There’s been a deluge of live-action adaptations of classic animated films lately. Some have been pretty great, some have been flawed... and some have been best forgotten. But there’s still a slew of them on the horizon. Here’s our ranking of the upcoming live-action adaptations, according to which is most doomed.
It seems that a day can’t go by anymore without us getting an announcement that another childhood classic is getting a live-action revamp. Disney, in particular, seems determined to take every single one of their animated films and making a new, live-action version of it. It’s an easy way to make a film suitable for kids and that has a nostalgic hold on adults. And that can be good. It can also be a disaster.
Beauty and the Beast
Starring: Emma Watson as Belle, Dan Stevens as the Beast, Luke Evans as Gaston, Josh Gad as LeFou, Emma Thompson as Mrs. Potts, Kevin Kline as Maurice, Audra McDonald as Garderobe
Directed By: Bill Condon (Dreamgirls, Twilight: Breaking Dawn)
What Else We Know: Unlike Cinderella, this is poised to be a full-fledged musical, with the songs from the original Disney animation being incorporated — along with new songs by Alan Menken and Sir Tim Rice (Aladdin, The Lion King). Disney’s given this one a March 17, 2017 release date.
Thoughts: Of all of the live-action movies being attempted, this is the closest to being a straight-up translation of the animated film. Given that Disney’s been doing a stage version of the movie for decades, making Beauty and the Beast into a live-action musical movie isn’t nearly as far-fetched as some other options may seem.
This looks like it’s going to be a nostalgia fest for adults, and a perfectly harmless movie for kids. The casting looks nigh on perfect — especially in the supporting cast. Josh Gad’s going to knock “Gaston” out of the park. And Emma Thompson’s already got a track record in performing songs originated by Angela Lansbury — take a look at her in Sweeney Todd. Audra McDonald’s participation is only rumored right now, but Disney’s crazy if they don’t give her whatever she wants. And Bill Condon definitely knows how to direct a musical. Everything looks to be in good hands. Although we’re still missing a Lumiere to take on “Be Our Guest.”
Disney’s in no way skimping on talent for this production. I’m comfortable saying that if you liked Cinderella, you’re going to like Beauty and the Beast.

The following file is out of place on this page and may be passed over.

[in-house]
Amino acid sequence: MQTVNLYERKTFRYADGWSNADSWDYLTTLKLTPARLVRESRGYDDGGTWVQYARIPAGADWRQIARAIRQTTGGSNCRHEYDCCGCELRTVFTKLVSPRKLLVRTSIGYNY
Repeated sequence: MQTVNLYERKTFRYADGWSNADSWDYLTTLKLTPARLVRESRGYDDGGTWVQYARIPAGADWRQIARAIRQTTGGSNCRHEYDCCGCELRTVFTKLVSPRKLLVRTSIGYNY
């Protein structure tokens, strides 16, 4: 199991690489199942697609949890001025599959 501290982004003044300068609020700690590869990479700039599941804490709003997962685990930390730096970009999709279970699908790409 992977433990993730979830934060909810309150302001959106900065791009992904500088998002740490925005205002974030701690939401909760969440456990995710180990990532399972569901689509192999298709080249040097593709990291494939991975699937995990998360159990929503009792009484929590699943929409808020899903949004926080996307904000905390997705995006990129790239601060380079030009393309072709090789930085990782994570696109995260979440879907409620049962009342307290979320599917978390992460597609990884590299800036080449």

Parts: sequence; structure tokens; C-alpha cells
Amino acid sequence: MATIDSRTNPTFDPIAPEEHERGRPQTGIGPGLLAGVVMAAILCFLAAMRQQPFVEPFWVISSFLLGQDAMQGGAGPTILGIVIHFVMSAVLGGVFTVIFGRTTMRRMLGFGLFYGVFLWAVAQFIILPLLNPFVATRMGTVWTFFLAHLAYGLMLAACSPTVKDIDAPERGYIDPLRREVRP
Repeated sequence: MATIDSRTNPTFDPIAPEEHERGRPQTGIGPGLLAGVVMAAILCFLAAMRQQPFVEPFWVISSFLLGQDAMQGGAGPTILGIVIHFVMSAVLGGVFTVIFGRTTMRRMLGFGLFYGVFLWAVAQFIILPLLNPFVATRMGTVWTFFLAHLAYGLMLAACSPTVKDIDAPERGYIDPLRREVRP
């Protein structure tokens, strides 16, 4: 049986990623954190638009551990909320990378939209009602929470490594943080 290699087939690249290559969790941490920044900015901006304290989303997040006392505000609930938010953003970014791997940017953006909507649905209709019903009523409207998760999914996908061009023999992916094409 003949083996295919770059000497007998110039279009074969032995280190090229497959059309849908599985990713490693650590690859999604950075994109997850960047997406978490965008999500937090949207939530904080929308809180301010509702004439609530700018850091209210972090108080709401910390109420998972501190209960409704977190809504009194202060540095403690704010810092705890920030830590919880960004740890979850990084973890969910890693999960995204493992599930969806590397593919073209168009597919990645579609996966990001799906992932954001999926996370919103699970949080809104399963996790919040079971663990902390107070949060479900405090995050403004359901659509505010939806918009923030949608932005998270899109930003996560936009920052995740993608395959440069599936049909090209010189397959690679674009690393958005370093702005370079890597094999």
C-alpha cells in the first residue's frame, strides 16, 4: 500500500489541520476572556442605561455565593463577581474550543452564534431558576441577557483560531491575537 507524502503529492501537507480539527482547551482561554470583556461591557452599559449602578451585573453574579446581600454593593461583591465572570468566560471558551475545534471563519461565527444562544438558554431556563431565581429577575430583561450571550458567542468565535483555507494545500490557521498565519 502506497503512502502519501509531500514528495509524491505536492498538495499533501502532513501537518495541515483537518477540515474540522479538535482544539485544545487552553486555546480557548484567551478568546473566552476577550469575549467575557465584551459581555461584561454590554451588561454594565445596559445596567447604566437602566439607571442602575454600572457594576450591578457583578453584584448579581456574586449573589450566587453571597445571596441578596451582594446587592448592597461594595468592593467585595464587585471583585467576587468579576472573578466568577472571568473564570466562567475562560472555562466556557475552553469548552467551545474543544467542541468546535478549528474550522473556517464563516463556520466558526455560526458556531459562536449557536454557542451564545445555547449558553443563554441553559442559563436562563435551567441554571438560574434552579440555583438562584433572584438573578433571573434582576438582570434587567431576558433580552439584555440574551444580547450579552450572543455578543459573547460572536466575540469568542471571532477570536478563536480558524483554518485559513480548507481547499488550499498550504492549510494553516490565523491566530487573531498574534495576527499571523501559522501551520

Odds: 5:1 in favor of it being a tale as old as time.
The Jungle Books
This is another one of those weird situations where two films with the same source material are being produced at roughly the same time.
Starring: Scarlett Johansson voicing Kaa; Idris Elba voicing Shere Khan; Christopher Walken voicing King Louie; Bill Murray voicing Baloo; Ben Kingsley voicing Bagheera; Giancarlo Esposito voicing Akela; Lupita Nyong’o voicing Raksha; Emjay Anthony voicing Gray; and Neel Sethi as Mowgli
Directed by: Jon Favreau (Iron Man)
What Else We Know: This one started filming last year and has a scheduled release date of n April 15, 2016. As you’d expect from a film with a lot of talking animals, it’ll have a fair amount of CG. Bill Murray’s going to sing “Bare Necessities,” and Richard M. Sherman — who wrote the original songs with his brother — will be writing new songs for this iteration of the story.
Thoughts: As with Beauty and the Beast, Disney’s hand-picked a stellar cast and the thought of Murray singing “Bare Necessities” certainly fills me with an unholy amount of childish glee. Scarlett Johansson’s a proven expert at voice-acting after Her. And there’s always some hilarity inherent in giving Walken anything involving singing — you’ve also got to wonder if his King Louie’s getting a new song with less baggage than “I Wanna Be Like You” has these days.
The Jungle Book isn’t nearly as embedded in the cultural landscape as Disney’s fairy tale/princess movies, so whether this can bring the same excitement as Cinderella and Beauty and the Beast is questionable. Whether you want to see this story again probably has a lot to do with your opinion on The Jungle Book and, of course, Rudyard Kipling in general.
Warner Bros.’ Jungle Book: Origins
Starring: Rohan Chand as Mowgli; Benedict Cumberbatch as Shere Khan; Cate Blanchett as Kaa; Christian Bale as Bagheera; Matthew Rhys as John Lockwood; Naomie Harris as Nisha; Andy Serkis as Baloo
Directed by: Andy Serkis
What Else We Know: At first, Alejandro González Iñárritu (Birdman) was going to direct, but he pulled out due to scheduling conflicts. Then Ron Howard was in talks to take over from Iñárritu, but the gig ultimately went to Andy Serkis, in his first ever directing gig. Production began last month with a release date planned for October 6, 2017.
Thoughts: Everything about the popular knowledge of The Jungle Book and Rudyard Kipling above apply doubly for this film, which doesn’t have the famous songs of the Disney animated film to buoy it. And the voice cast is much more tilted towards Brits (and an Australian) than Disney’s version, which has unfortunate implications when you’re adapting Kipling.